29 September, 2011

The Death Penalty in the USA

Following on from the executions of Troy Davis (pictured) in Georgia, USA, an article in The New Republic suggests that abolitionists may be closer to their goal than they think.  This is a well considered article by Carol S. Steiker (Professor of Law at Harvard) and Jordan M. Steiker (of the University of Texas Law school).


The State of Florida executed Manuel Valle after a wait of 33 years - see the article in The Guardian by Clive Stafford Smith - "Manuel Valle's 33 year execution."   This execution was carried out by pentobarbital injection - said to cause excruciating pain.  See "Manuel Valle's execution carried out amid fight over 'cruel' injection."

In the Valle case, one Justice Breyer in the Supreme Court of the USA dissented from the others.  In his view, a delay of this length was cruel.   See his dissenting judgment.

It is now almost 40 years since the Supreme Court of the USA decided Furman v Georgia 408 US 238 (1972).  In this case, Associate Justice Thurgood Marshall said:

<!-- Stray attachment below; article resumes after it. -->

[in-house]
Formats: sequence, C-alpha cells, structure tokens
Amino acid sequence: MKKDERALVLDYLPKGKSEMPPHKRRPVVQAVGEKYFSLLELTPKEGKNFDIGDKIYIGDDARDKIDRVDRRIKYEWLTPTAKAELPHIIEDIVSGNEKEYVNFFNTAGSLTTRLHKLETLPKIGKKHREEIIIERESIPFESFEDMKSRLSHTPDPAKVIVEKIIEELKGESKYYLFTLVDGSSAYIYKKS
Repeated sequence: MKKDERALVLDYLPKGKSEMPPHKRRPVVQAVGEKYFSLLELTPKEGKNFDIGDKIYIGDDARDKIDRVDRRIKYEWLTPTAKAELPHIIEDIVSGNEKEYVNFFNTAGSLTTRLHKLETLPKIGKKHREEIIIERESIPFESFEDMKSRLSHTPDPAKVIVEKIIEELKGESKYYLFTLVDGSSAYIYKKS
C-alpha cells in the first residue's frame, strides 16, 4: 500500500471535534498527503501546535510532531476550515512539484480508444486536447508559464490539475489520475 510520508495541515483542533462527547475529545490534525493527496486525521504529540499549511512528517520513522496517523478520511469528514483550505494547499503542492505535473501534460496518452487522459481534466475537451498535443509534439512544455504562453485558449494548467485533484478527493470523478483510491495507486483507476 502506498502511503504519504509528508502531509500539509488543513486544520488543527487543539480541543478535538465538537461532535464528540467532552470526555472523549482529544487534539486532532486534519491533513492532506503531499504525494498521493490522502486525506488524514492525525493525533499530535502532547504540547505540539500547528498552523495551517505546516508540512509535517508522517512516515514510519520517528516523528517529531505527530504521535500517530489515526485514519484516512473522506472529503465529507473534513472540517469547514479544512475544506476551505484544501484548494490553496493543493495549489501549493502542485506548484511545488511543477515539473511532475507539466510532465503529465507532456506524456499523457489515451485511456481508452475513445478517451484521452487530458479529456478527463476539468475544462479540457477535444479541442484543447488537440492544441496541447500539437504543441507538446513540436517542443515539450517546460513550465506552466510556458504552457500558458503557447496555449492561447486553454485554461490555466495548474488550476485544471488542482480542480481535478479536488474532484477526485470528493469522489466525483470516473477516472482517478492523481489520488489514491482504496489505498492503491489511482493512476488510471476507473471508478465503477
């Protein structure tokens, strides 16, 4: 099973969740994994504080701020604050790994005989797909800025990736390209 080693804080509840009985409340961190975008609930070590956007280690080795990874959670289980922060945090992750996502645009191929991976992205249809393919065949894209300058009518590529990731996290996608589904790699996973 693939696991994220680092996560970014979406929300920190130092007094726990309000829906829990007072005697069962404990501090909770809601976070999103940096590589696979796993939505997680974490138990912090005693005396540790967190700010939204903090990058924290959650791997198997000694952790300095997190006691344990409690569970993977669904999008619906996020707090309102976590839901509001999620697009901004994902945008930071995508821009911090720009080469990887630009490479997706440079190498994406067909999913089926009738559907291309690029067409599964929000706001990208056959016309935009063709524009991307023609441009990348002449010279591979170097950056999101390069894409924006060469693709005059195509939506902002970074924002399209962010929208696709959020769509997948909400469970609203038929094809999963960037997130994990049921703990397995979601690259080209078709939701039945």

"No nation in the recorded history of man has a greater tradition of revering justice and fair treatment for all its citizens in times of turmoil, confusion, and tension than ours. This is a country which stands tallest in troubled times, a country that clings to fundamental principles, cherishes its constitutional heritage, and rejects simple solutions that compromise the values that lie at the roots of our democratic system.

In striking down capital punishment, this Court does not malign our system of government. On the contrary, it pays homage to it. Only in a free society could right triumph in difficult times, and could civilization record its magnificent advancement. In recognizing the humanity of our fellow beings, we pay ourselves the highest tribute. We achieve “a major milestone in the long road up from barbarism” and join the approximately 70 other jurisdictions in the world which celebrate their regard for civilization and humanity by shunning capital punishment."



That great judge could have no better legacy than the ultimate abandonment of capital punishment in the USA.

Thurgood Marshall's opinion in Furman v Georgia.

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